Experts gathered in Hanoi on August 4 to discuss how to deal with the continuing high prices of commodities in Vietnam despite petrol prices being reduced.
At a seminar held by the Government Portal, representatives of State management agencies and economic experts clarified the reasons for the “not cooling” status of some goods and services even though petrol prices have much reduced.
In recent days, the price of gas and petrol decreased several times in a row and was as much as in January 2022.
The price of E5 gasoline was at VNĐ24,629 per litre, RON95 gasoline cost VND25,608 per litre, and the oil price was below VND25,000 per litre, pleasing businesses and residents after a long period of increases.
However, they also saw prices of many essential commodities in the country continue to stay at a high level, such as pork prices and passenger freight. Food cost rises negatively affect people’s lives, especially when the whole country is trying to recover after the pandemic.
At the seminar, Deputy Director of the Ministry of Finance's Price Management Department Dinh Thi Nuong said: "Producers of many commodities were affected by the price of petrol and oil before they increased their products' prices. So when the price of petrol went down, they could not reduce prices immediately. They have to take into account factors that affect prices to avoid suffering losses."
Agreeing that producers must be cautious when adjusting prices, economist Can Van Luc said: “A delay in reducing prices should not be months, but just a few weeks. They have to make adjustments.”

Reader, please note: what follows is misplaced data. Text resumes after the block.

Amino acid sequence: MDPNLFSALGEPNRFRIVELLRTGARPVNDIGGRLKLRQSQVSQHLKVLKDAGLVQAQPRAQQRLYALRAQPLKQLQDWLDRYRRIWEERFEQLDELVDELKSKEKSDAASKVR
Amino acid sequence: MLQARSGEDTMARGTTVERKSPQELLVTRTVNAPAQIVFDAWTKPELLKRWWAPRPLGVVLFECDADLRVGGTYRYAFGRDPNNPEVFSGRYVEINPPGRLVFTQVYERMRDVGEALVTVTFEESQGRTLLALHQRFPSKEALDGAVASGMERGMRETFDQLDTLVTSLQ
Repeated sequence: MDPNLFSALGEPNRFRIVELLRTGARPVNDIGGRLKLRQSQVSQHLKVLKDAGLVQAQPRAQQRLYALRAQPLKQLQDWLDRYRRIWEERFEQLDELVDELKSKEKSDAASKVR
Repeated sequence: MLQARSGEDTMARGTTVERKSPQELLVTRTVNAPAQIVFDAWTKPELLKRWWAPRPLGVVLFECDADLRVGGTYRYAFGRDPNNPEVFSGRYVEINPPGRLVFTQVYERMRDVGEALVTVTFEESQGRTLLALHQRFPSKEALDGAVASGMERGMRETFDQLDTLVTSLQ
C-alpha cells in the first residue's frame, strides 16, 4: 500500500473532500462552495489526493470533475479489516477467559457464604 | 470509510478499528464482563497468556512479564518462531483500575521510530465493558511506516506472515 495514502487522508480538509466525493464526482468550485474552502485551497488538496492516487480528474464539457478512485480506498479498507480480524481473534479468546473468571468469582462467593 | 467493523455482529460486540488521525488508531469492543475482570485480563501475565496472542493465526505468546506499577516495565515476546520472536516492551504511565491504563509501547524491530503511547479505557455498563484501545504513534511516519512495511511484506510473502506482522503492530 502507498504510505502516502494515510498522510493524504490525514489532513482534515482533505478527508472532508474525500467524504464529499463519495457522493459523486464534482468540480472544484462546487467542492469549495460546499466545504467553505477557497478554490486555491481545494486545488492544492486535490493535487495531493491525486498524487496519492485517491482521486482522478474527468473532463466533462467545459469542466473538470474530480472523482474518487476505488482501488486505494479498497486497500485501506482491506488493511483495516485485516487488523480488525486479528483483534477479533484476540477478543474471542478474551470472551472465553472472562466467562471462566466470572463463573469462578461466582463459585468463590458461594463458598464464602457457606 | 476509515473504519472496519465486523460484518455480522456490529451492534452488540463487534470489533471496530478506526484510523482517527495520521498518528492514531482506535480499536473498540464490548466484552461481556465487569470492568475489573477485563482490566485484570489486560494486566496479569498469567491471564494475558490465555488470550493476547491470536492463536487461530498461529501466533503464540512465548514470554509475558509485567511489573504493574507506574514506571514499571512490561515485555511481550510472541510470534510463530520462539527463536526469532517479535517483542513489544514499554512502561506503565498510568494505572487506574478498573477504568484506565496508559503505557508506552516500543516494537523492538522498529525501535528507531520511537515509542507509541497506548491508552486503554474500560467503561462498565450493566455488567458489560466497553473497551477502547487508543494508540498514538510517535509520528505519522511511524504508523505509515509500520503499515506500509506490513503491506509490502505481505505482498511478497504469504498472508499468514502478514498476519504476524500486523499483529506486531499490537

Luc also suggested that the authorities must closely follow the developments of the market.
“It is very important to take the feedback of the people and consumers,” he said. “People have the right to complain about the fact that prices of petrol and oil have decreased, but prices of transportation and some goods remains the same. They have the right to report this to the authorities. I also hope that the authorities take timely measures, otherwise, people will feel discouraged.”
Luc said the problem of intermediary and logistics costs was still large, adding if there were fewer and better intermediate stages for the logistics, it would help reduce costs.
He also mentioned boosting non-cash payments and reducing administrative and transaction costs.
Expert Vu Vinh Phu agreed that intermediary costs were a problem. He said Korea and Thailand have a short supply chain for food, so 70 per cent of the profit belongs to farmers while the remaining 30 per cent goes to other stages.
He add that in Vietnam, due to many intermediate stages, there is a huge gap in prices from farmers to customers. For example, if a bunch of morning glory from farmers is VND2,000, it can be sold at VND6,000 or much more to consumers.”
Phú said accelerated administrative reform was needed for production and transport businesses as even if they want to accelerate the pace of price adjustment, they must go through a lot of procedures.
According to experts, to ensure a healthy market and stable prices, it is necessary to implement synchronous solutions, especially market transparency, reducing intermediaries, and implementing corporate culture.
In response, MoF representative Dinh Thi Nuong said the ministry had several solutions.
In the face of the recent decrease in petrol prices and the tendency of many commodity prices to remain high, the MoF has worked out measures to strengthen price management and has submitted them to the Government.
The MoF has also been submitting a plan to adjust VAT, an excise tax on gasoline and an import tax on unleaded motor gasoline to reduce the cost of importing gasoline and diesel fuel, ensuring diversification of import supply.
Additionally, the ministry has strengthened the inspection of declaration of prices of goods, particularly essential goods and services, which are directly affected by gasoline.
The Ministry of Finance will continue to monitor market price movements and the production situation to take measures to stabilise prices.